10 Financial Terms Everyone Should Know

Anyone who is starting to get their head around finance will need a guide on the terms that are commonly used. To help you get a better understanding of what you read, we’ll briefly be taking a look at some of the key financial terms you should know.

1. Asset

An asset is anything you own that adds financial value. This is opposed to a liability, which is money you owe. Examples of personal assets include your home, shares etc as well as other property, such as rental homes, commercial properties or a savings account.

2. Emergency Fund

The term “emergency fund” refers to money put away that people can use during unplanned situations. The purpose of an emergency fund is to improve financial security by creating a safety net that can be used to cover unanticipated expenses.

3. Gross Income

Gross income for an individual — also known as gross pay when it’s s on a payslip — is the individual’s total pay from their employer before taxes or other deductions.

4. Individual Savings Account (ISA)

ISA stands for an individual savings account. This is a savings account whereby the income earned by the money invested will be free of tax. In the UK, the tax-free limit across all ISA accounts is £20,000 per tax year (April-April). You are able to use that limit across multiple different ISA's that you may hold.

For example, you could put:

£4,000 into a LISA (read more here)

£9,000 into a JISA (Junior ISA account)

£7,000 into a Stocks and Shares ISA (Investment ISA account)

The money in this savings account, including any interest earned, is tax-free.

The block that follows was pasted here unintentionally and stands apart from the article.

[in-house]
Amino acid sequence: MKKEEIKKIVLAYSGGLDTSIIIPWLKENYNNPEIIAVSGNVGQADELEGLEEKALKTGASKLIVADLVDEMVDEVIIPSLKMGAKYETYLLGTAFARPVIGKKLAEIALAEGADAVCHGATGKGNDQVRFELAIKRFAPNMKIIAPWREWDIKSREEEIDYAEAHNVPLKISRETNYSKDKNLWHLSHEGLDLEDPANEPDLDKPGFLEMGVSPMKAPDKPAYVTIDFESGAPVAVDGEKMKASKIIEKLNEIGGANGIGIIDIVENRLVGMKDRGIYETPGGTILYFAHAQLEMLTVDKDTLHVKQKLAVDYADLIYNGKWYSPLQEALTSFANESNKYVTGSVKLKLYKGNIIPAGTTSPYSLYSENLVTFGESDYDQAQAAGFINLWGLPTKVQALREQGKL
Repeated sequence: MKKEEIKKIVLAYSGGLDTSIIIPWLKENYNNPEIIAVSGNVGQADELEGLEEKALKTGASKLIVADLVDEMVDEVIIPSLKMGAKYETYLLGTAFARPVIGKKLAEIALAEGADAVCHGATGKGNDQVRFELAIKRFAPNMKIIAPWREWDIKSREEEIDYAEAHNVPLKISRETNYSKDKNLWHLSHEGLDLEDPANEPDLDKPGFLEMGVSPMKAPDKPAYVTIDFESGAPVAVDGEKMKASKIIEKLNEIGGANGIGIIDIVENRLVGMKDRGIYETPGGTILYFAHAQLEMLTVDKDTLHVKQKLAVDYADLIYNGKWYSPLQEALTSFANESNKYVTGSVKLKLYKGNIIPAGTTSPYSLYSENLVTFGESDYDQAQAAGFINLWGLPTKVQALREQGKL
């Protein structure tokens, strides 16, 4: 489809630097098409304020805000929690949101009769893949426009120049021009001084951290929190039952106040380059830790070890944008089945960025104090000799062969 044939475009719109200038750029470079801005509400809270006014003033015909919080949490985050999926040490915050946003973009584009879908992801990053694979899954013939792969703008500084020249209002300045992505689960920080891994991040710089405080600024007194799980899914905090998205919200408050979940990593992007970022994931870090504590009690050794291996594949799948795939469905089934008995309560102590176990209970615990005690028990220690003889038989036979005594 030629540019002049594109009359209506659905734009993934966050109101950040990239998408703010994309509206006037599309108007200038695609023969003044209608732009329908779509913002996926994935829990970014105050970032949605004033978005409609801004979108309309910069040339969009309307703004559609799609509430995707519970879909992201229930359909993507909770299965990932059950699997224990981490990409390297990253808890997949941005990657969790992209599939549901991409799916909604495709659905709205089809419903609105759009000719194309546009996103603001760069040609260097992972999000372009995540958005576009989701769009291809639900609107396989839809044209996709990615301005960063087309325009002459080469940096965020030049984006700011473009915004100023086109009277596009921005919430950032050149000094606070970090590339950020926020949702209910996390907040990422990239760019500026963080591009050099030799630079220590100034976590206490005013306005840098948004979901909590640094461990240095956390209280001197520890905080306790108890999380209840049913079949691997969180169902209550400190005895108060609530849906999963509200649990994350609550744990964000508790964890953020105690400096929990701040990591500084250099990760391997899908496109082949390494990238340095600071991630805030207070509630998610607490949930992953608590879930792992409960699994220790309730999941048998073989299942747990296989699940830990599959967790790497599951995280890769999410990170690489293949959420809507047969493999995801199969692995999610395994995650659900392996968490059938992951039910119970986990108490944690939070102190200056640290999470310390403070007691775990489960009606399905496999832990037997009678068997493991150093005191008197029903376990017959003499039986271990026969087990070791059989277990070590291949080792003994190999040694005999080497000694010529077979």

5. Interest Rate

An interest rate is a percentage charged on the total amount you borrow or paid on the amount you save. If you’re a borrower, the interest rate is the amount you are charged for borrowing money. If you’re a saver, the interest is paid to you – because banks are paying to 'hire' your money.

6. Liability

Liabilities are the amounts you owe to creditors or the people/organisations that lend you money. Typical liabilities include your mortgage, car and educational loans, and credit card debt. In business, liabilities refer to money a company owes its creditors and any claims against its assets.

7. National Insurance

Most employees, employers and self−employed people pay national insurance. You can see your NI contribution on your payslip. The National Insurance Fund is used to pay out benefits such as Jobseeker's Allowance, retirement pensions and Widow's Benefit.

8. Net income

At its most basic, net income defines a persons’ total earnings or profit. Simply put, net income is what you get when you subtract all expenses (including any taxes that you may pay) from revenue. When a persons' net income increases, it’s normally a result of either increased revenue or a decrease in expenses.

9. Side Hustle

A side hustle is a job that you can work on top of your full-time job. It is a flexible second job that brings in money, but it is also typically something that you are passionate about, that you don’t get to pursue in your main job.

10. Stocks

Stocks are portions/shares of ownership in a company. Companies sell shares or stocks to raise money for developing products, paying debts and growing their business. When individuals or entities buy a company's stock, they are investing in that company.


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